iPad Wi-Fi complaints echo those of Nexus One, iPod Touch

iPad internals from iFixit teardown


Since Apple's iPad launch just over two days ago, frustrated users have packed Apple's iPad support forum with complaints of weak and unreliable Wi-Fi connections. The problem has even affected two Betanews staffers who got iPads on the device's launch day.

Some users have speculated that Wi-Fi issues are related to chassis shielding, antenna placement, or software problems, but there has not yet been any concrete evidence to support any of those guesses.

Apple posted a support article yesterday called "iPad: Does not automatically rejoin known Wi-Fi networks," which suggests that users with simultaneous dual-band wireless routers take additional measures to simplify the iPad's connection process. Apple suggests that users label their different Wi-Fi networks according to whether they're 802.11b/g or 802.11n, equip them with the same type of security, and make sure the router's firmware is up to date.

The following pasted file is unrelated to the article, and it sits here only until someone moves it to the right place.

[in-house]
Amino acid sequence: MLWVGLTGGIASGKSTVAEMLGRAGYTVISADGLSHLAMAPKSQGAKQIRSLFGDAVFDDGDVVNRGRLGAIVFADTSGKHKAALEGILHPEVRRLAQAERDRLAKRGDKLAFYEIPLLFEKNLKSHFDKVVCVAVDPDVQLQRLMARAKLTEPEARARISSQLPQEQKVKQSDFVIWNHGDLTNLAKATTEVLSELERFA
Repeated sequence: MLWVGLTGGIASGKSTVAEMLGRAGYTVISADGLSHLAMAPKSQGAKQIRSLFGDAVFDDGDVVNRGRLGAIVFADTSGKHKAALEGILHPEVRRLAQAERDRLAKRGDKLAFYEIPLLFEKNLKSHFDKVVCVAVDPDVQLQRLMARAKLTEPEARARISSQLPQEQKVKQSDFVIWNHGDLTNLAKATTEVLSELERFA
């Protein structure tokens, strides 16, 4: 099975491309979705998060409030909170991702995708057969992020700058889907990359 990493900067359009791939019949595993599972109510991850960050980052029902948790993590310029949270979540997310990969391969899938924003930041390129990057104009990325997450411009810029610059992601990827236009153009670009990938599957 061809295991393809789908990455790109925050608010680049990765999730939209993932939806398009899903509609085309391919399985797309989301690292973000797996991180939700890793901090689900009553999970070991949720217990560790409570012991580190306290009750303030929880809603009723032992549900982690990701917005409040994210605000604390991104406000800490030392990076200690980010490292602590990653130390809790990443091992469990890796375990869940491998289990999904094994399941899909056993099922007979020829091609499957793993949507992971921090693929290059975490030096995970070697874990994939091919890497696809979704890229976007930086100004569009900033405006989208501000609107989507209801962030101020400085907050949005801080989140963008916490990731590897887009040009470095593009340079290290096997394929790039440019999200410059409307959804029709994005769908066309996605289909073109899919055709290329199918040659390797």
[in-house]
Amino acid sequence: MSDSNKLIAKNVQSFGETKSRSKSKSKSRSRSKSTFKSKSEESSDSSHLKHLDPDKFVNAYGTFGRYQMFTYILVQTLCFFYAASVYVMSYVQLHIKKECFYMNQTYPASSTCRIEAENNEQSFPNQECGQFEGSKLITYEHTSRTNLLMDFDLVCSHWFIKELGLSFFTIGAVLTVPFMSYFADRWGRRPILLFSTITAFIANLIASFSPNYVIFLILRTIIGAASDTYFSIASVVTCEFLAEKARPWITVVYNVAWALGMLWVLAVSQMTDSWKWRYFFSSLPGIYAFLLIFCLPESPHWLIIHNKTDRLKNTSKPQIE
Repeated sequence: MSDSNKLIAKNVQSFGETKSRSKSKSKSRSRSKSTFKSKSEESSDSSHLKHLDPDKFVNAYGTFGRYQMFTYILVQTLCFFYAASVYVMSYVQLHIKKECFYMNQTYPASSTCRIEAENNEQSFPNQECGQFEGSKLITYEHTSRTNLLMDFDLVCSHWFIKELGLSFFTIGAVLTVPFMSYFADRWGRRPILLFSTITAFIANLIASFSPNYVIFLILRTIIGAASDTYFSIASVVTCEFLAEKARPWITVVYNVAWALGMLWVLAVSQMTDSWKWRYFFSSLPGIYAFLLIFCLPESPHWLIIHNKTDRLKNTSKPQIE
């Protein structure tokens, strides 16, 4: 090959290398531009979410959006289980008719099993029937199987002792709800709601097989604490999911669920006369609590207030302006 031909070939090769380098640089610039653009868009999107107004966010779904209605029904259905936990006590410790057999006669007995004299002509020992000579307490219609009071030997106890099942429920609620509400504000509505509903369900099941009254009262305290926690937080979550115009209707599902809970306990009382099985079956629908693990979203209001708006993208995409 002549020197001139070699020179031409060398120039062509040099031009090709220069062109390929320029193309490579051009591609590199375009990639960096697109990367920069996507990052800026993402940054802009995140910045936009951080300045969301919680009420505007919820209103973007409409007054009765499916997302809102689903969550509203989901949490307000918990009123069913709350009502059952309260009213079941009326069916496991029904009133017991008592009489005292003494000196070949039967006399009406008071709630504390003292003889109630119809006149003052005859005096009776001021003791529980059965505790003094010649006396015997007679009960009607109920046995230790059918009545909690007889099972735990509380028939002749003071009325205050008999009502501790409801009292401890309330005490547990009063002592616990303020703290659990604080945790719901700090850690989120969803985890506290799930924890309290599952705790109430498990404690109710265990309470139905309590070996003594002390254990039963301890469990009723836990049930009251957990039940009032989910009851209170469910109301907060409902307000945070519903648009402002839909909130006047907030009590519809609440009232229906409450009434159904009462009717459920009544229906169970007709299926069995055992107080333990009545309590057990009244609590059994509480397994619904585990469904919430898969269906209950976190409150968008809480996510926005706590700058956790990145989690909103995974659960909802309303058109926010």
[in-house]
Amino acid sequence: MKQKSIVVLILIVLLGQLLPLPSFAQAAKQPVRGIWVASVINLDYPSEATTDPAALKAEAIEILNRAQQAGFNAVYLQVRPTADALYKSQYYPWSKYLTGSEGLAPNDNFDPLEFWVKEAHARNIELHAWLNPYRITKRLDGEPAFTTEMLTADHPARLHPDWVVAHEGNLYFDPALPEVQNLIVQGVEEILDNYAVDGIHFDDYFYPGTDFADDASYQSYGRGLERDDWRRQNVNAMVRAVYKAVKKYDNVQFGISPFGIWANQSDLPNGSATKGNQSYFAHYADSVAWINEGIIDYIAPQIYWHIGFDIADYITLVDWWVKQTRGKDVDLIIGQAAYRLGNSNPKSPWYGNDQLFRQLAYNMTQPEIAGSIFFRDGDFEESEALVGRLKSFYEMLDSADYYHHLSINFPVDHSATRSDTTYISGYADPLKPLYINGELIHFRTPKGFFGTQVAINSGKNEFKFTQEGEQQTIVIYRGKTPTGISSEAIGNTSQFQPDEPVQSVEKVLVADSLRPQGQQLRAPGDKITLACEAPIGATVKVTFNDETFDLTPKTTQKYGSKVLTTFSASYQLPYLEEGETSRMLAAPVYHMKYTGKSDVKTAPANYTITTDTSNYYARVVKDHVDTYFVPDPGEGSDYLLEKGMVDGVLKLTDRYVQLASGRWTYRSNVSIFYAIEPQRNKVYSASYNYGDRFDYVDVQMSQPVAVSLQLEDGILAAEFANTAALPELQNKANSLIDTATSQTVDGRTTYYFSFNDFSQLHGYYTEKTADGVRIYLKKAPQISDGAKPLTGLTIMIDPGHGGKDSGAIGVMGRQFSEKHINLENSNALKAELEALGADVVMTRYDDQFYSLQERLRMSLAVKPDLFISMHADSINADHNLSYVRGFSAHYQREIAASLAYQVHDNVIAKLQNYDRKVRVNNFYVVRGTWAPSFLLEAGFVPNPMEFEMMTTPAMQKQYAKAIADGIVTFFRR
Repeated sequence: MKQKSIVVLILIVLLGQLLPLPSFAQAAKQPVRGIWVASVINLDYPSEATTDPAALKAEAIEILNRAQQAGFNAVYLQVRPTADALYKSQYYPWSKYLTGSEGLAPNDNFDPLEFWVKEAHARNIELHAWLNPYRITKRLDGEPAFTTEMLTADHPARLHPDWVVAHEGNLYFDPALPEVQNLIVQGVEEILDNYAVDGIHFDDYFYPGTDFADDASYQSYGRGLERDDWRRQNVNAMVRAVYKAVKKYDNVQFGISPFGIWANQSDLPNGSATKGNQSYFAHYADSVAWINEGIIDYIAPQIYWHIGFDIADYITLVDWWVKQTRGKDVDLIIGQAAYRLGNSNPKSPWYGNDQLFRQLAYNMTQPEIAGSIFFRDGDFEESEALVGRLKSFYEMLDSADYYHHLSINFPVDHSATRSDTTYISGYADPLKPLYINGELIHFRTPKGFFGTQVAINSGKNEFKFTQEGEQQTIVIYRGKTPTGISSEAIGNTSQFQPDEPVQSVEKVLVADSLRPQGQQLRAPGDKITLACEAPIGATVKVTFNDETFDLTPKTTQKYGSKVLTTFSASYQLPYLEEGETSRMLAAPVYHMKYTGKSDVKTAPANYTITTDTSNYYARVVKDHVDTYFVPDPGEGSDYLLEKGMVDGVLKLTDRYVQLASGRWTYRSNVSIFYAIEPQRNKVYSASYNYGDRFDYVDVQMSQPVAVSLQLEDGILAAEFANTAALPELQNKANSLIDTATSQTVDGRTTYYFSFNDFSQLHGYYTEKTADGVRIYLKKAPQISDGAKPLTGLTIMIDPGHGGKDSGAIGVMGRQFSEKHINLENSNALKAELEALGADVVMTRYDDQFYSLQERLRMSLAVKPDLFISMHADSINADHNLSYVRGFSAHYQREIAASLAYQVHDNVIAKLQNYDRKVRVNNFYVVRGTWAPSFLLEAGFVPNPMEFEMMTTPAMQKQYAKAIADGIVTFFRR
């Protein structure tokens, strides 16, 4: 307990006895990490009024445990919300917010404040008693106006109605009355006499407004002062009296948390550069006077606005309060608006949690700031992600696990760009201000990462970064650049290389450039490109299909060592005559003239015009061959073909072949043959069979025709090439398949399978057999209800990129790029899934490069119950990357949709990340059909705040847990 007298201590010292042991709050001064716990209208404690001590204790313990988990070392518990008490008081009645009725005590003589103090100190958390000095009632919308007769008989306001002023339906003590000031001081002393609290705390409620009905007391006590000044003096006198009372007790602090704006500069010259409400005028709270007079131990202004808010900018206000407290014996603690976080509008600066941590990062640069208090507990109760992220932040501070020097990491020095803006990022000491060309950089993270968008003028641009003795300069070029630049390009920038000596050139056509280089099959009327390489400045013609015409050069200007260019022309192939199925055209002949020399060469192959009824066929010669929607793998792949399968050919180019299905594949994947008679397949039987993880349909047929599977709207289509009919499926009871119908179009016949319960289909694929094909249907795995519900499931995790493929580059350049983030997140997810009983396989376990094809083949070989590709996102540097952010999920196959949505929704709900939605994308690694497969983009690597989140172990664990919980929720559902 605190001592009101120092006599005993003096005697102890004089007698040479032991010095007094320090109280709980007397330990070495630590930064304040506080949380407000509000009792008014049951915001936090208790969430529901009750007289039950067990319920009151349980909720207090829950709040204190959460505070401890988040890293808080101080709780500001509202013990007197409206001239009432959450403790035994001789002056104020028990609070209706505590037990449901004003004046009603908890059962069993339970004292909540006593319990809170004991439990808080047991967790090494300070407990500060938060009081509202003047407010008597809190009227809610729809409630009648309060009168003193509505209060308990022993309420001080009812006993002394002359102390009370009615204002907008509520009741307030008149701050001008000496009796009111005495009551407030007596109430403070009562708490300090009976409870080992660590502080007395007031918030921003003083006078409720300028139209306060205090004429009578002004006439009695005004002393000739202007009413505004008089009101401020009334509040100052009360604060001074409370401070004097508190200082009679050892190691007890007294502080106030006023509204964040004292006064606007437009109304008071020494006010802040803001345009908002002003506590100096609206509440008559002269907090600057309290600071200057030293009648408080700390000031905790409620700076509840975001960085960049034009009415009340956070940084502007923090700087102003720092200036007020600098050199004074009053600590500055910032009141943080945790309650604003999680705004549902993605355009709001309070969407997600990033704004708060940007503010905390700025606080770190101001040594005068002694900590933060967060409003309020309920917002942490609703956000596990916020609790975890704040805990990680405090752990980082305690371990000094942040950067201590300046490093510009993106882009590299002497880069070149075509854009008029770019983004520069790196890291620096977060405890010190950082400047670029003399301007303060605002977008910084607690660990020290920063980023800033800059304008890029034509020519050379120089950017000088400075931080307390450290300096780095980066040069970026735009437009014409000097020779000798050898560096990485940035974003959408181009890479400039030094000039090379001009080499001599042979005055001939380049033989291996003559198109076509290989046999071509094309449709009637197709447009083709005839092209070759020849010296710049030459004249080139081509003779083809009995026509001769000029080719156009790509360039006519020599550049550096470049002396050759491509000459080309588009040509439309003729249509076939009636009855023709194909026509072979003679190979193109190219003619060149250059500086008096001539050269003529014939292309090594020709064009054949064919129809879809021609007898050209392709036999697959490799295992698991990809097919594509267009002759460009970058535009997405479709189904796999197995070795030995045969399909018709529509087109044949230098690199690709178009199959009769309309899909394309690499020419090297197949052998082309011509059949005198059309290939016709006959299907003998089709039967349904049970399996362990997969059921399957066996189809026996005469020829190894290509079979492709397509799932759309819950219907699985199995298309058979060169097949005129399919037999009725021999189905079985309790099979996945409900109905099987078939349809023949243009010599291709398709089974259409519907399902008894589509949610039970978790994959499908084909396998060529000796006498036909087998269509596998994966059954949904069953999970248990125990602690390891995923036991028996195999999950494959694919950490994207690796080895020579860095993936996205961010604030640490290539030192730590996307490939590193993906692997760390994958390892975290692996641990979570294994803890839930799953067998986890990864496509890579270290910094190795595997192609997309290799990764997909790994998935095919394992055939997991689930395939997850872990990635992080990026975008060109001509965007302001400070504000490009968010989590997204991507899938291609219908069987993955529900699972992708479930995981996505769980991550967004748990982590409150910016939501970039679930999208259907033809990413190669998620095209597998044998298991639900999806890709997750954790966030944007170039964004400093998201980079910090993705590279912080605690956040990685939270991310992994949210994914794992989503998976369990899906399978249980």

But we've seen troubles like this with other Apple products in the past, with similar knowledge base suggestions, so we began to investigate the Wi-Fi module inside the iPad.

According to iFixit's recent teardown, the wireless radio inside the iPad is the Broadcom BCM4329, which the chipmaker says is its "smallest and lowest cost dual-band 802.11n solution." The tiny IC has a complete 802.11 a/b/g/n system (MAC/baseband/radio), Bluetooth 2.1 with Enhanced Data Rate, and an FM radio transciever on a single die with a single antenna.

This is the same chip found in the third generation iPod Touch, which, like the iPad, exhibited problems sticking to Wi-Fi signals.

Apple's solution to this problem included such advice as "Move closer to the Wi-Fi router or hotspot."

It's true that Wi-Fi connection problems are most often stem from router compatibility issues, but when both of Apple's products using the 4329 chip are having the same issue, we wonder if Apple hasn't chosen a wireless module that is too light duty.

We repeatedly attempted to communicate with Broadcom about the wireless module to find out what other devices have been equipped with the BCM4329, and what the ideal usage scenario for it would be. Unfortunately, the company was not interested in commenting.

What we do know is that this same chip has been used in the Google Nexus One, which, again, has a number of support threads open related to poor Wi-Fi connectivity.

This by no means implicates Broadcom's chip in the iPad's connectivity problems, nor is there any indication that this is a widespread problem. However, it does look like Wi-Fi issues are a trend among the three devices known to use the tiny, low-power unit.

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